I've got two strings
str1="( 1 + 2 + 3 + 4 + 5 ) / 3 + 5"
str2="( 1 + 2 + 3 + 4 + 5 ) / 3 + 5 * 2"
result=` expr $str1`
returns a correct value, while
result=` expr $str2`
expr: syntax error
The following will produce wrong results:
str2="( 1 + 2 + 3 + 4 + 5 ) / 3 + 5 * 2" expr $str2
The problem is that the shell considers
* to be a wildcard file glob and will replace it with a list of files in the current directory. This is not what you want.
expr is archaic. A more modern solution would use the shell's
$((...)) form for arithmetic:
$ str2="( 1 + 2 + 3 + 4 + 5 ) / 3 + 5 * 2" $ echo "$((str2))" 15
The shell only does integer arithmetic. If you actually wanted floating-point accurate results (which happen to be the same here), use
$ echo "$str2" | bc -l 15.00000000000000000000
$str2 is enclosed in double-quotes to prevent shell mischief.
When you expand a variable outside of double quotes, as in
expr $str2, the following things happen:
For example, the value of your variable contains the word
*, which is replaced by the list of file names in the current directory.
Generally speaking, always put double quotes around variable substitutions and command substitutions:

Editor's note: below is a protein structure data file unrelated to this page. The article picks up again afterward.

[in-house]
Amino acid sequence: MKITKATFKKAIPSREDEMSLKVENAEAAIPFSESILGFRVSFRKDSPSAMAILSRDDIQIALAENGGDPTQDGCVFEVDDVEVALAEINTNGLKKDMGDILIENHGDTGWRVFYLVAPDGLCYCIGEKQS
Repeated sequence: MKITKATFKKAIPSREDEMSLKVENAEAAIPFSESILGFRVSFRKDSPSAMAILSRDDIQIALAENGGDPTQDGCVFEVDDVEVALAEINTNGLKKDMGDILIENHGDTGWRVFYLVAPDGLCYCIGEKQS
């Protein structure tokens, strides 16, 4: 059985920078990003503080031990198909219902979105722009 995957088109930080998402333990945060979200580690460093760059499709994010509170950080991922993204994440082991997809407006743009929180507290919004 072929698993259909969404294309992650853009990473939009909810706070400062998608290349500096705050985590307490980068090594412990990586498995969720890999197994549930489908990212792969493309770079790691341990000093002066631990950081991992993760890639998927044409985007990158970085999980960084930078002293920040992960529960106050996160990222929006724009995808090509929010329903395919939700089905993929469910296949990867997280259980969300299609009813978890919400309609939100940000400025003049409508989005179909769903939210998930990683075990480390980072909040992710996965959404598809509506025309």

"`stuff`". See Why does my shell script choke on whitespace or other special characters? Only leave out the quotes if you know and understand why you need to leave out the quotes.
In this case, you need to have step 2 (splitting) happening, because
expr needs the operators and operands in separate arguments. But step 3 (treating each word as a filename wildcard pattern) must not happen. You can do this by turning off globbing:
result=`set -f; expr $str2`
In ksh or bash, use an array instead of a string — but in these shells you wouldn't have any use for
Unless you need your script to be portable to ancient Bourne shells, you don't need to use
expr. Arithmetic expressions are a standard POSIX feature.
¹ The separator characters can be configured via the